Ploughmans Spikenard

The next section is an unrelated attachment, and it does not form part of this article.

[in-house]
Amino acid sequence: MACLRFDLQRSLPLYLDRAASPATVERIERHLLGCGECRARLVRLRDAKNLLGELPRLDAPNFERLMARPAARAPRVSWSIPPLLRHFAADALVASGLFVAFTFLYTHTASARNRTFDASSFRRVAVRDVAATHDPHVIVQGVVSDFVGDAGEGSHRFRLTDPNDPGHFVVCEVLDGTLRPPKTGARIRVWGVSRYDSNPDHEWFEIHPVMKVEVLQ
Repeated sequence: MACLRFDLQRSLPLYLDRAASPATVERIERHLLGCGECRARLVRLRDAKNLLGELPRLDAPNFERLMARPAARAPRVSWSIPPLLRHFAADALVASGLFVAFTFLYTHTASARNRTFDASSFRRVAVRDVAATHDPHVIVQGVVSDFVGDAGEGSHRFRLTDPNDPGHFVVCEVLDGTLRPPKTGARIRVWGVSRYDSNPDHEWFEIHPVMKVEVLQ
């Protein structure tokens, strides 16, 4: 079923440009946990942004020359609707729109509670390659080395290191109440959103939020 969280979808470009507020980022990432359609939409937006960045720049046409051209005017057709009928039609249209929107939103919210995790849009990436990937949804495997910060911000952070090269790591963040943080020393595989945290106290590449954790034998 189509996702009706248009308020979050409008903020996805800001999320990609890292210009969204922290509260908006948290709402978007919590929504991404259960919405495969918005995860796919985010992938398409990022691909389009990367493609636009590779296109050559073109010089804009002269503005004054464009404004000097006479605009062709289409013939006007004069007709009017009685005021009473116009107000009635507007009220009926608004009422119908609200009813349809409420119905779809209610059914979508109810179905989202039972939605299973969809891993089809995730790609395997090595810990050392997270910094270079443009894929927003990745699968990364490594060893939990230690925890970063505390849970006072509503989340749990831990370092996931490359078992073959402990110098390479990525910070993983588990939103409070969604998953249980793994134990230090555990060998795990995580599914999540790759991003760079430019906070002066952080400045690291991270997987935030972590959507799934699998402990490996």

(Inula conyza) A handful of Ploughman's Spikenard burnt each day during summer will keep house-flies out of the house (Hewett). The root has a spicy scent, and used to be hung up in cottages to scent the musty air, and was until recent times burnt on ale-house fires to counteract the often unpleasant atmosphere (Genders. 1971). Or it could be used as a strewing herb. Turner claimed that "either strewed upon the ground, or in a perfume with the smoke of it [Coniza] driveth away serpents and gnats amd kills fleas"(quoted by Fletcher). This practice of burning it to release the aromatic perfume accounts for the name Spikenard (the true Spikenard is Nardostachys jatamansi, well known for its scented roots). The common name of our plant really means poor man's spikenard). Gerard claimed that "the smell thereof provoketh sleep".

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